Richard Vella's diverse output includes compositions for orchestra, large ensemble, choir, film, chamber music, burlesque cabaret, music theatre, site-specific performances, and popular music genres. Having received up to 30 commissions, much of his music has been performed and recorded nationally and internationally with many key ensembles having recorded his works for the national broadcaster the Australian Broadcasting Corporation. His Tango for Clarinet and Piano is considered a required piece for emerging clarinet players and his guitar preludes and piano music have been recorded on various albums. Richard Vella's feature film music score 'Travelling Light' (2003) received the nomination 'Best Music for a feature Film' by the Australian Film Institute. Other film credits include 'Light Years', 'Parklands', 'Renzo Piano: piece by piece' (for which he won the 1999 Australian Screen Composer's Award for best music for a documentary. Vella's music is both lyrical and rhythmically engaging evoking a strange sense of déjà vu with its postmodern allusions to genre and style.
Vella's interest with music and its relationship to image, text and performance can be seen in his investigations into new opera, cabaret and music theatre. He was founding artistic director of Calculated Risks Opera Productions. Calculated Risks has premiered three of his major works, 'Tales of Love' (1991/2002), 'The Last Supper' (1993) and 'Bodysongs: the Fatman Tour' (1998). These works have toured nationally and internationally in various formats.
Richard Vella has held many professorial consultative positions with various universities in Australia. From 2007 to 2019, he was Chair and Professor of Music at the University of Newcastle Conservatorium of Music. From 2008 to 2013 he was also Head of School of Creative Arts at the University of Newcastle. From 2008 to 2013 he was Chair of the National Council of Tertiary Music Schools (NACTMUS, now defunct) and sat on many national advisory boards and groups concerned with tertiary education in the creative and performing arts. Richard Vella currently holds Professorial adjunct positions with the University of Newcastle Conservatorium of Music; and the School of Music at the University of Western Australia. In 2022 he became chair of the academic board for the SAE Creative Media Institute.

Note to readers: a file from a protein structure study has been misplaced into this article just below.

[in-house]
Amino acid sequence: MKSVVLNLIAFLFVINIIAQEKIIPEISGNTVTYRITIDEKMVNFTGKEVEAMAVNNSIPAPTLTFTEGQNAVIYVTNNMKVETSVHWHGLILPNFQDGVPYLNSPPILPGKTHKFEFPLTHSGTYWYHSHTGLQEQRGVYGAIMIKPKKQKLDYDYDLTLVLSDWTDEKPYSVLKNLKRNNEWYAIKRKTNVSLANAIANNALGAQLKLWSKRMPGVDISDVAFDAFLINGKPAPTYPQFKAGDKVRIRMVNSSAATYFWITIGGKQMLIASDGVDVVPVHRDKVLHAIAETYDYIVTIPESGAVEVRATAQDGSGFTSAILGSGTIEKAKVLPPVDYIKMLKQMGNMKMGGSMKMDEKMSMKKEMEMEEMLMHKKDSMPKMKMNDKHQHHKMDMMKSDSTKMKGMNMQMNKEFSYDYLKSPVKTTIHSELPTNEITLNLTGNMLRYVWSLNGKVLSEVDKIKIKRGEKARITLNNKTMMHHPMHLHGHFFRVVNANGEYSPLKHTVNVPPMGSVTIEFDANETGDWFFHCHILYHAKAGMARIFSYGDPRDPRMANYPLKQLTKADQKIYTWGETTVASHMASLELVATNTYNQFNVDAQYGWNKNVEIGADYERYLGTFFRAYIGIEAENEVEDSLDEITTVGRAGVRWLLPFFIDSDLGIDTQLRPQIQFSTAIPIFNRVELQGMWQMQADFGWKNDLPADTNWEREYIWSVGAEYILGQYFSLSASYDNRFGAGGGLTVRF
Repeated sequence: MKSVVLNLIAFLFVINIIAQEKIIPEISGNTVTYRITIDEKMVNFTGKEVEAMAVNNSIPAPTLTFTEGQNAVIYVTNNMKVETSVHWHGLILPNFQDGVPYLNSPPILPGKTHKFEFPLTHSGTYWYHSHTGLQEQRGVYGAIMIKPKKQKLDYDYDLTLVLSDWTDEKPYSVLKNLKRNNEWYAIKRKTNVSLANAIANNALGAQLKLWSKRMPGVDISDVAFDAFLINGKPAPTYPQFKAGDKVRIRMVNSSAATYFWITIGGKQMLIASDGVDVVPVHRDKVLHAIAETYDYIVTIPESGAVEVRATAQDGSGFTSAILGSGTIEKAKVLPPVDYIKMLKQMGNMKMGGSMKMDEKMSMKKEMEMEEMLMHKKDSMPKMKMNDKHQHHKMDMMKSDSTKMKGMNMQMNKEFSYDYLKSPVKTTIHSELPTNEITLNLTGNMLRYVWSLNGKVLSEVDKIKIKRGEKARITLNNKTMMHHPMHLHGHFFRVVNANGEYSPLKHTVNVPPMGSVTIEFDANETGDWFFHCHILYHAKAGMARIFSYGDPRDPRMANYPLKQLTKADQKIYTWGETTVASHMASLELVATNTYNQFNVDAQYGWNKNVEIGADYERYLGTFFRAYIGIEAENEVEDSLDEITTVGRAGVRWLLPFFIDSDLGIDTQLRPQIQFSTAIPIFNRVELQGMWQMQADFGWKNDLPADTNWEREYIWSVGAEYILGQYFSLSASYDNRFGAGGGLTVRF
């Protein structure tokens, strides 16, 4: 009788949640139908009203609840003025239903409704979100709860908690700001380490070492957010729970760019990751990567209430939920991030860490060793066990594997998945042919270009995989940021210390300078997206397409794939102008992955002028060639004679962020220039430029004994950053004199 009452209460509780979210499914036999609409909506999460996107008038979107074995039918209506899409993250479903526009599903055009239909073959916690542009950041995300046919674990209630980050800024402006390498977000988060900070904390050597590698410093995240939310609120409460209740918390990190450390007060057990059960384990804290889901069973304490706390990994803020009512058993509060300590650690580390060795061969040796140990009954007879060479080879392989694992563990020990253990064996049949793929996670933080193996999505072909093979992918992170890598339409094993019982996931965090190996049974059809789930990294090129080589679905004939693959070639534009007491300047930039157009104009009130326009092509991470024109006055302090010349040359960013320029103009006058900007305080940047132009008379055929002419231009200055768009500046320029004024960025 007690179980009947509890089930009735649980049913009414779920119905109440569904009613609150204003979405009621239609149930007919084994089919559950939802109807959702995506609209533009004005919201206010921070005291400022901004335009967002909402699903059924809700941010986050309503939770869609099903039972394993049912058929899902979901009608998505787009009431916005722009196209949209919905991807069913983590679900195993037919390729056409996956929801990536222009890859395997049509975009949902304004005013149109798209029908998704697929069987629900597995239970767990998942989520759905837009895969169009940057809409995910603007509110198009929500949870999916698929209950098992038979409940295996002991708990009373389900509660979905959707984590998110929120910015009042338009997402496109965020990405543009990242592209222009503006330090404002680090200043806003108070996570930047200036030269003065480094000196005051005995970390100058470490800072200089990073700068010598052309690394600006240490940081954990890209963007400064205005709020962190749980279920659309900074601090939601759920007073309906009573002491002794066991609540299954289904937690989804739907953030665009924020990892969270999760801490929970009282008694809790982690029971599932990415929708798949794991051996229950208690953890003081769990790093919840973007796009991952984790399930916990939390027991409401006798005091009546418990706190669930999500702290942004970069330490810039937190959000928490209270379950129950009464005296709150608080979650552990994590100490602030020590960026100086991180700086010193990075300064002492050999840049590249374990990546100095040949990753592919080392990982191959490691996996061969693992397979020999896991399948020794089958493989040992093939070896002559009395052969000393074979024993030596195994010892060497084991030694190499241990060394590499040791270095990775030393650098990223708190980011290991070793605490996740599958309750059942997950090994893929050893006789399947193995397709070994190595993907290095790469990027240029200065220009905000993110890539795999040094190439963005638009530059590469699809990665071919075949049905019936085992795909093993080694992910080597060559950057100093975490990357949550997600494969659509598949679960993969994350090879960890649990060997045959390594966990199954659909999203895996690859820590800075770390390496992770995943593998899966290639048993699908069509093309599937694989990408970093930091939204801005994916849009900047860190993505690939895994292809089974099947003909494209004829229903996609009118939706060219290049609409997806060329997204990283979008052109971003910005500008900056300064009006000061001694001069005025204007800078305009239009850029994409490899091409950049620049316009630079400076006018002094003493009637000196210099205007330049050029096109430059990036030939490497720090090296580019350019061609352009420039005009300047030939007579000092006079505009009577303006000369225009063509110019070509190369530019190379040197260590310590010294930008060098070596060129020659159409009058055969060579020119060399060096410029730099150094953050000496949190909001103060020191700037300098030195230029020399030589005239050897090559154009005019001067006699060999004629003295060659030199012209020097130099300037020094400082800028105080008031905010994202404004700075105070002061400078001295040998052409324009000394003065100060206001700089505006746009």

His book 'Musical Environments: A Manual for Listening, Improvising and Composing', originally published by Currency Press (2000), was a recognised text for secondary and tertiary music courses throughout Australia. In 2003, an international edition of this book entitled 'Sounds in Space Sounds in Time' was published by Boosey and Hawkes, UK. In 2020, he coauthored 'The Music Export Business: Born Global' published by Routeledge, UK. From 1997 to 2001, Vella was general editor for music with Currency Press, Australia. In that capacity he instigated publications on Australian music with titles in the areas of music research, biography, composition, pedagogy and performance. Publications discussing his performance work are 'Arias: Recent Australian Music Theatre' Redhouse Editions, 1997; 'The Oxford Dictionary of Australian Music', Oxford University Press, 1998; and 'The Currency Companion to Music and Dance in Australia',Currency House, 2003.
Between 2013 and 2019 Richard Vella directed the interdisciplinary research group Collaborative Environments for Creative Arts Research (CECAR). The research activities in CECAR embrace music and phenomenology, performance, composition, music production, interactive technologies, art-science intersections and the music industry. Through CeCAR he was the artistic director of the International Space Time Concerto Competition (2012), a cutting edge concerto competition that embraced historical practices with new innovations in performance. In 2015 in collaboration with Monash University, his research team was awarded an Australia Research Council Linkage grant in partnership with the Australasian Performing Rights Association and the Australia Council for the Arts. The project investigates the cultural and export value of the Australian music export. The industry report for this project was completed in July 2019. View here. His interest in art and science relationships began in 1992 when he devised and implemented a pioneering interdisciplinary postgraduate and undergraduate music program within the School of Mathematics, Physics, Computing and Electronics at Macquarie University. The music program helped lay the foundations for the later established Department of Music within Media, Music, Communication and Cultural Studies within the Faculty of Arts.
He has supervised and currently supervises a wide range of PhD students in music, performance, composition, artscience, music and phenomenology, music technology, and interdisciplinary arts practice. Vella has received awards for excellence in postgraduate supervision from Queensland University of Technology and the University of Newcastle.